One of the most challenging parts of calculating an inflation index is adjusting for product quality. For example, today’s televisions are larger, thinner, and have higher resolutions than televisions 20 years ago. If you can get a flat-screen, high-resolution, 50-inch TV in 2021 for the same price as a bulky, low-resolution 30-inch TV cost in 2001, that’s a clear improvement in the value consumers get for their dollar. Any reasonable inflation metric should take these changes into account. But there’s room for debate about the exact magnitude of the improvement.
In 1999 the BLS started using a new procedure to calculate the relative value of different television models. That’s one of dozens of small changes the BLS made during the 1980s and 1990s—changes that affected everything from used cars to clothing.
To help the public understand the impact of these changes, the BLS calculates an alternative version of the CPI that tries to retroactively apply today’s methodology to earlier time periods. The difference turns out to be pretty small. The standard price index, the CPI-U, indicates that prices increased by a factor of 2.73 between 1980 and 2011—that is, if something cost $100 in 1980, it would have cost around $273 in 2011. The CPI-U-RS index, which tries to retroactively apply current methodology to previous years, shows prices rising by a factor of 2.60 over the same 31-year period.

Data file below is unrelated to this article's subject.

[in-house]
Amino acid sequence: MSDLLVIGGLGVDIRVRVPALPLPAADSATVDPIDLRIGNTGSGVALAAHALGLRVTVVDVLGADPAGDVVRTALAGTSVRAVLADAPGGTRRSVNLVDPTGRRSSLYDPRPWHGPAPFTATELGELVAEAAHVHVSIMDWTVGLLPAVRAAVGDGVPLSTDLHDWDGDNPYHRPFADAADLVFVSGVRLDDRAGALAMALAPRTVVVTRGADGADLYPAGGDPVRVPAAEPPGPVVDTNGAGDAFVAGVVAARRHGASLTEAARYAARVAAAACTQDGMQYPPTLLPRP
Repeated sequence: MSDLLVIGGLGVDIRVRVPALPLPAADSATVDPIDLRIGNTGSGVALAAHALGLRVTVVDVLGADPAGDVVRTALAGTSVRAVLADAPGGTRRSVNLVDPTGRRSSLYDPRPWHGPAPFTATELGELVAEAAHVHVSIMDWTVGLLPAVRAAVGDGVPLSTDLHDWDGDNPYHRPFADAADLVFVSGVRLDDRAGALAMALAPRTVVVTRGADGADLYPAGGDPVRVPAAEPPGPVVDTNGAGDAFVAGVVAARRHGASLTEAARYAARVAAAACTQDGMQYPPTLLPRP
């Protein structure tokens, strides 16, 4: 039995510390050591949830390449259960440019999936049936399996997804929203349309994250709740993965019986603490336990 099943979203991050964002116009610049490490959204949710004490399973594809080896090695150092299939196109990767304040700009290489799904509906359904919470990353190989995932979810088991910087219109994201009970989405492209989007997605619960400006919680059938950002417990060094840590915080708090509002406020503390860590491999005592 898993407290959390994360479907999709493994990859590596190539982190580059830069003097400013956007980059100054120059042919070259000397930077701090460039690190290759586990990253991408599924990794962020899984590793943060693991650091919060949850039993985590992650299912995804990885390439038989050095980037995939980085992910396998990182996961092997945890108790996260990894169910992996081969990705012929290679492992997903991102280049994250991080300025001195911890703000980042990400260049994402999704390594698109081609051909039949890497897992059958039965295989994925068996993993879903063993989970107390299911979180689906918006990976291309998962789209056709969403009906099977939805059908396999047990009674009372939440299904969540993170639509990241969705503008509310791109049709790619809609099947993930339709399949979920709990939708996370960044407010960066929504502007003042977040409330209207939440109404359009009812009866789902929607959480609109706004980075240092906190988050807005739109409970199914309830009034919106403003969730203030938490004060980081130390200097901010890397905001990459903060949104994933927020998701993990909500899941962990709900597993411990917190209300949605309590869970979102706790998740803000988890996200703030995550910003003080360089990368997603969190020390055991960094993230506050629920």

Divide these two numbers and you find that the measured price level would be 5.1 percent lower if the BLS had started using its current methodology in 1980.
It might seem like you could turn this around and try to estimate how much higher the official price level would be if the BLS had kept its old methodology. But this doesn’t really work because the impact of a methodological change isn’t constant. A change might increase measured inflation in one year—or decade—and decrease it the next.
But Williams tried to do it anyway. In 2013, he published a lengthy report explaining how he estimated the true inflation rate. In that piece he did the exact calculation I did above, showing that methodological changes lowered the measured price level increase by 5.1 percent between 1980 and 2011.
But then he makes a big mistake: